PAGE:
Europe should rely less on direct farming subsidies and reward farmers more for their environmental efforts and the other work they do to enhance the countryside, states the UK Environment Secretary, Caroline Spelman.
Spelman, said that the new Common Agricultural Policy, currently being negotiated and to be in place from 2014, needed to be fundamentally different.
“The CAP continues to distort trade by maintaining high EU prices. This gives rise to high import tariffs and the use of export subsidies to clear market surpluses – all of which undercuts production in developing countries. This is morally wrong.
“To continue as we are threatens to snuff out the transition we need towards a market that can sustain EU agriculture in the future. Moreover, the fairer allocation demanded by new member states – with which I have sympathy – threatens to entrench subsidy dependence further. This must not happen.
“We need to make the new CAP fundamentally different. It must be about the new challenges of achieving global food security and tackling and adapting to a changing climate,” said Spelman.
Spelman thinks that the European Commission’s plans for CAP reform should be more ambitious, particularly in its approach to direct subsidies and in emphasising payments for farmers who deliver public goods.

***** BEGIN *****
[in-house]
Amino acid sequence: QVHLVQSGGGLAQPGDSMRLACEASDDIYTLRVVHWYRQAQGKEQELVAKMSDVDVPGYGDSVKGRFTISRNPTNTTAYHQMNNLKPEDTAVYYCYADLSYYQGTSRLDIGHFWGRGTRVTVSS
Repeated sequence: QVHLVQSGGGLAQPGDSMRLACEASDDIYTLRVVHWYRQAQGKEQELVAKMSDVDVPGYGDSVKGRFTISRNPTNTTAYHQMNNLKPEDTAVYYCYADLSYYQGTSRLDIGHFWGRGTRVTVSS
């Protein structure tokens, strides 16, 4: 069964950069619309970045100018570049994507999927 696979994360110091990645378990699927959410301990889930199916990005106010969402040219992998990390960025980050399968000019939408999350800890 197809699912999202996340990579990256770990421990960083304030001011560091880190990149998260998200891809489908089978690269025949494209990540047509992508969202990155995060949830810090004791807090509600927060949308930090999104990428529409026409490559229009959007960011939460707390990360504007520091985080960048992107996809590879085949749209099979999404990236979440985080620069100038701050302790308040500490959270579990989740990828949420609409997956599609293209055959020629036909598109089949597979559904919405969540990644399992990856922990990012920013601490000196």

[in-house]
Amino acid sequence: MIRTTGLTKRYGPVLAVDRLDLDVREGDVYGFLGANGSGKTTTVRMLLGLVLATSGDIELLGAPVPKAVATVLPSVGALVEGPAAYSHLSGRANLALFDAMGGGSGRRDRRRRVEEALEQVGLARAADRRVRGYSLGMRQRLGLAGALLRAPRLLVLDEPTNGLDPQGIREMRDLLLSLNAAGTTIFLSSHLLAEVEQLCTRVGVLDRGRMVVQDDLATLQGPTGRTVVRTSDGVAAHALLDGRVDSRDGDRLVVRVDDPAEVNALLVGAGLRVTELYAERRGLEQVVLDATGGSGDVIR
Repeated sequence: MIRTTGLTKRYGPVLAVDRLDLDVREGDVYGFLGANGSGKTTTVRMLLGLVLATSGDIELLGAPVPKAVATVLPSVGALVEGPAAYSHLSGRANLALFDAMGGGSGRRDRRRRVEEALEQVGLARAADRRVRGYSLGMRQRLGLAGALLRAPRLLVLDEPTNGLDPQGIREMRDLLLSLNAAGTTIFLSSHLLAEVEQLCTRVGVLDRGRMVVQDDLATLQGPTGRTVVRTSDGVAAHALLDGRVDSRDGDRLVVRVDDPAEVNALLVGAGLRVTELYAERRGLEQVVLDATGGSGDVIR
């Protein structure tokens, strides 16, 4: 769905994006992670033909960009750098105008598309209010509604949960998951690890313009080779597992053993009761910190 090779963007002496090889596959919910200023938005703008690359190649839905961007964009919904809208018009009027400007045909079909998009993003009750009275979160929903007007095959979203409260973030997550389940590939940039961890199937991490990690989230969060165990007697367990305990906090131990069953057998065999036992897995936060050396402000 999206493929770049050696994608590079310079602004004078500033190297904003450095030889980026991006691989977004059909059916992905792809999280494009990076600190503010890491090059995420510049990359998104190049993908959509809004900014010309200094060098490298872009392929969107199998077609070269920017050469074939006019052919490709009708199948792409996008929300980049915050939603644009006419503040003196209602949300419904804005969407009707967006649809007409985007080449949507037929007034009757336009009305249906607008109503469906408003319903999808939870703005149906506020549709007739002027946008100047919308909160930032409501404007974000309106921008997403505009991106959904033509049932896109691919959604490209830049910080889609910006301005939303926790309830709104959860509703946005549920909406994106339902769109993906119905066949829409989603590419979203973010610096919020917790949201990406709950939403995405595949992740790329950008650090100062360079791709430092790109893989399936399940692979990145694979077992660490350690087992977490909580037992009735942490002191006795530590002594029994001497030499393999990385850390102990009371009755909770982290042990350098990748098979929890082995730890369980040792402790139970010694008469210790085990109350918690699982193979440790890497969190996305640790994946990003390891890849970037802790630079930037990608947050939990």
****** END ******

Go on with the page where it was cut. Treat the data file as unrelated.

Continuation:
“Now is the time to make very significant progress towards reducing our reliance on direct payments. Rising global demand for food and rising food prices make it possible to reduce subsidies and plan for their abolition.
Furthermore we should encourage innovation in the industry, and provide help with environmental measures and combating climate change. Our taxpayers have every right to expect other public goods for the subsidies they pay. Pillar 2 of the CAP does exactly that – which is why we want to see it taking a greater share of finite resources.”
Spelman wants to work with other G20 Agriculture Ministers on the need for an end to export bans, such as the grain export ban in Russia last summer.